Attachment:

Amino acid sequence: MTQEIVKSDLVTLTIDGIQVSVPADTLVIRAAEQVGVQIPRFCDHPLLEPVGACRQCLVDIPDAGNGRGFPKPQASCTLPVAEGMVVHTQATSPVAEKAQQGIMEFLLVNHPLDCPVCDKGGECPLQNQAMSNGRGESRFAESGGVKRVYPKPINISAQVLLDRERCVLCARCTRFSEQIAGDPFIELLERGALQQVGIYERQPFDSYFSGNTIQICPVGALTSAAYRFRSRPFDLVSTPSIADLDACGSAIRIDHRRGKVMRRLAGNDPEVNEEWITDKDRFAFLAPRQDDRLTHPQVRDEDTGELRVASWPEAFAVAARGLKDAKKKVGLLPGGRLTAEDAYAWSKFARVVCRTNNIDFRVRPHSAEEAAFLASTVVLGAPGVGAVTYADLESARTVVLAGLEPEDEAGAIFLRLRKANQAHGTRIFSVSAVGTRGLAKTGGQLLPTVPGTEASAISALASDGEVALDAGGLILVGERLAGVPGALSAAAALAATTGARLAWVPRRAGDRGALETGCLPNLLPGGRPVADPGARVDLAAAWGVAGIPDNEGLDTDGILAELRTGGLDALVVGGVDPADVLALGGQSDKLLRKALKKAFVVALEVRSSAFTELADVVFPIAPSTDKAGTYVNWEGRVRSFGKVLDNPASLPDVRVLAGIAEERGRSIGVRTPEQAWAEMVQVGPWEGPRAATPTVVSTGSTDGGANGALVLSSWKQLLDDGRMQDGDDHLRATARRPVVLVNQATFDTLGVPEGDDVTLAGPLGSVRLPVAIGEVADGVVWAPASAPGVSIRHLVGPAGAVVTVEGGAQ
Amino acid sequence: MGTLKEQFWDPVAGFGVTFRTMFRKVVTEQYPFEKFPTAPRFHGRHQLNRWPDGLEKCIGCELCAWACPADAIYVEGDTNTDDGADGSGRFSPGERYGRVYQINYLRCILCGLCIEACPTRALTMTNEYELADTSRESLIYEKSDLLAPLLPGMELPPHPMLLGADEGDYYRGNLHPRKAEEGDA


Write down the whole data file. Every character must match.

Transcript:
Amino acid sequence: MTQEIVKSDLVTLTIDGIQVSVPADTLVIRAAEQVGVQIPRFCDHPLLEPVGACRQCLVDIPDAGNGRGFPKPQASCTLPVAEGMVVHTQATSPVAEKAQQGIMEFLLVNHPLDCPVCDKGGECPLQNQAMSNGRGESRFAESGGVKRVYPKPINISAQVLLDRERCVLCARCTRFSEQIAGDPFIELLERGALQQVGIYERQPFDSYFSGNTIQICPVGALTSAAYRFRSRPFDLVSTPSIADLDACGSAIRIDHRRGKVMRRLAGNDPEVNEEWITDKDRFAFLAPRQDDRLTHPQVRDEDTGELRVASWPEAFAVAARGLKDAKKKVGLLPGGRLTAEDAYAWSKFARVVCRTNNIDFRVRPHSAEEAAFLASTVVLGAPGVGAVTYADLESARTVVLAGLEPEDEAGAIFLRLRKANQAHGTRIFSVSAVGTRGLAKTGGQLLPTVPGTEASAISALASDGEVALDAGGLILVGERLAGVPGALSAAAALAATTGARLAWVPRRAGDRGALETGCLPNLLPGGRPVADPGARVDLAAAWGVAGIPDNEGLDTDGILAELRTGGLDALVVGGVDPADVLALGGQSDKLLRKALKKAFVVALEVRSSAFTELADVVFPIAPSTDKAGTYVNWEGRVRSFGKVLDNPASLPDVRVLAGIAEERGRSIGVRTPEQAWAEMVQVGPWEGPRAATPTVVSTGSTDGGANGALVLSSWKQLLDDGRMQDGDDHLRATARRPVVLVNQATFDTLGVPEGDDVTLAGPLGSVRLPVAIGEVADGVVWAPASAPGVSIRHLVGPAGAVVTVEGGAQ
Amino acid sequence: MGTLKEQFWDPVAGFGVTFRTMFRKVVTEQYPFEKFPTAPRFHGRHQLNRWPDGLEKCIGCELCAWACPADAIYVEGDTNTDDGADGSGRFSPGERYGRVYQINYLRCILCGLCIEACPTRALTMTNEYELADTSRESLIYEKSDLLAPLLPGMELPPHPMLLGADEGDYYRGNLHPRKAEEGDA